I have one month to make an MMO: Day 4

Wow, it’s been a really long day today. I had to put in a good 12 hours of work today to reach the goals for this sprint, making up for shorter days on Day 2 and 3. Plus, I got distracted for a couple of hours exploring some UI components that I should have left for much much later.

Why I use JSON-RPC

I just finished implementing the Python side of the login flow that was outlined in Day 2. This is where the Game Client, once it receives its login token, can now connect to the Python server, and use the token to prove that it has logged in.

All communication between the game client and the python server will use JSON-RPC. RPCs, or remote procedure calls, are methods by which one machine can make a call to a procedure (a function) on another machine over a network.

For example, the function to validate the token lives on the Python server. The game client needs to be able to call that function in order to validate its token, but the game client is on a totally different machine, and is written in a totally different programming language.

To solve this, we need to establish some means of communication between the server and client, over which the client can send requests for a certain function to be run on the server (and vice versa). We’re not transmitting the function itself, just the fact that a specific function that already exists on the server should be run, and with what inputs, and fetch the results of that function.

A major complexity in any networked activity is the fact that anything sent over the internet may take a while to reach its destination. The farther away the server, the longer this is. A request sent from London, to New York will take a good several tens of milliseconds to get there simply because that’s how long it takes light to get there in our under-sea optical fibres connecting the two locations. If you’re making a game, you don’t want the game to freeze for 70ms every time some network data has to make a round-trip. All of those delays add up, and would make the game feel choppy. The solution to this is to make the call asynchronous.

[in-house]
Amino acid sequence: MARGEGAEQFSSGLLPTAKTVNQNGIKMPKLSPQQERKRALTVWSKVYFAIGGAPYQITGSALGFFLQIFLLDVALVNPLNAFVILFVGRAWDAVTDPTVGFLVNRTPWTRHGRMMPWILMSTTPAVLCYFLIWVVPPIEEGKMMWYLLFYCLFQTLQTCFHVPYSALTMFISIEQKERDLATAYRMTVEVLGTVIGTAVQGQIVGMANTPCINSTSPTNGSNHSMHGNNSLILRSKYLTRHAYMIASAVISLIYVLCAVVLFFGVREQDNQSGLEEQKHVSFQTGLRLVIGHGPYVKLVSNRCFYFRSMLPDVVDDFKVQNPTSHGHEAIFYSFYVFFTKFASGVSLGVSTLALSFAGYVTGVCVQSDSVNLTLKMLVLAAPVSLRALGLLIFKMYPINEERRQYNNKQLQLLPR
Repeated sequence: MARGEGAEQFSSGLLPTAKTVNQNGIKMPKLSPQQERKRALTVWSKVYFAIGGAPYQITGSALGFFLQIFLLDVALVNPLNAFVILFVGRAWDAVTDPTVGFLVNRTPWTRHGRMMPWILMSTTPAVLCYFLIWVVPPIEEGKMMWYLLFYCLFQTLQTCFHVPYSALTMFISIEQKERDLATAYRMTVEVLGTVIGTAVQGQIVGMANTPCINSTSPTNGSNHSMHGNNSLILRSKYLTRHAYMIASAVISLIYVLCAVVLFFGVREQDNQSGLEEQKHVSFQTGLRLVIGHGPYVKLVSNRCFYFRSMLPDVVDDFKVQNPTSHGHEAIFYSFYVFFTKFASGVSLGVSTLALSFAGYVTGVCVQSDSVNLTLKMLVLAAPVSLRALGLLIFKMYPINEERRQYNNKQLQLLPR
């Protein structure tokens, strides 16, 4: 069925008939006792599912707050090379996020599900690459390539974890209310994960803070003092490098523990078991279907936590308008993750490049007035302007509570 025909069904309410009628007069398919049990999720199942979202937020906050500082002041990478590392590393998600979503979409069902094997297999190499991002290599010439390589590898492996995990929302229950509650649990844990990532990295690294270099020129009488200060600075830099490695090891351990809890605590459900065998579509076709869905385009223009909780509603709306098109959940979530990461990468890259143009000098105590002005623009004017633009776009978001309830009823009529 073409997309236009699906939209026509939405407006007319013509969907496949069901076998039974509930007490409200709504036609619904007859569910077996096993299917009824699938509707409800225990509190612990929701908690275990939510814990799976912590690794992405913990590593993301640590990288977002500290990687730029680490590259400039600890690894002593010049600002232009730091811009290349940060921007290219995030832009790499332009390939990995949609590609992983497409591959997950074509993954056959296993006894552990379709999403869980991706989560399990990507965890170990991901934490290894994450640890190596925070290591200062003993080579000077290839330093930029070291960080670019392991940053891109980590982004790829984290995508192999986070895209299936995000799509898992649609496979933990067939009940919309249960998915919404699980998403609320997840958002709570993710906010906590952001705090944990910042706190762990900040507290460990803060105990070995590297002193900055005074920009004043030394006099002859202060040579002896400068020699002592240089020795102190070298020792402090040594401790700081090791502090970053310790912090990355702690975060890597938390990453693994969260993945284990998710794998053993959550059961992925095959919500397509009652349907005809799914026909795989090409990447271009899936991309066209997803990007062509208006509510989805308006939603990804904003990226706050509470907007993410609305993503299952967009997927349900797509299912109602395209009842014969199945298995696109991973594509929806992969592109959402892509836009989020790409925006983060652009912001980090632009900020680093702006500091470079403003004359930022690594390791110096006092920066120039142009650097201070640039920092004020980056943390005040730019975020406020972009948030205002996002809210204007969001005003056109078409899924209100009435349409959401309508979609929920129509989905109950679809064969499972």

Just like as discussed in yesterday’s post, when something is asynchronous, they can happen separately to other tasks in the program. In the context of network operations, an asynchronous request means the request can be sent, then while the request makes its way to the server and back, the game can be doing other things like accepting user input, displaying a loading screen, or just regular gameplay, without having to pause to wait for a reply.

However, once a network operation is made asynchronously, there are no longer any guarantees that of several requests sent, the results come back in the same order. They may come back in totally different orders, or maybe sometimes not return at all. So each response must be routed back to the correct request so that the program knows how to correctly deal with the information. Fortunately, this is exactly what an RPC pattern allows you to do.

A JSON-RPC is simply an RPC scheme that uses JSON as the method for encoding the data. The primary reason behind picking JSON-RPC over any other RPC is the fact that GameMaker has a reasonably fast json_encode function for producing JSON. Using any other protocol would involve implementing some custom message building, which would slow us down.

A JSON-RPC request for say, a ping looks like this:

The JSON-RPC structure includes:

  • a protocol version number(which strictly speaking isn’t necessary and probably isn’t doing anything useful, but is included anyway to be compliant)
  • the name of the method, which in this case is ping
  • the parameters which will be used as an input to the ping function. In this case a list/array with one value, the timestamp at which the ping was created.
  • the ID of the request. It’s this ID that will uniquely identify the result as being for this request.

Once the client has created and sent this JSON-RPC, it can continue doing all the other things it should be doing, while periodically checking to see if a response with ID of 123 has been received yet.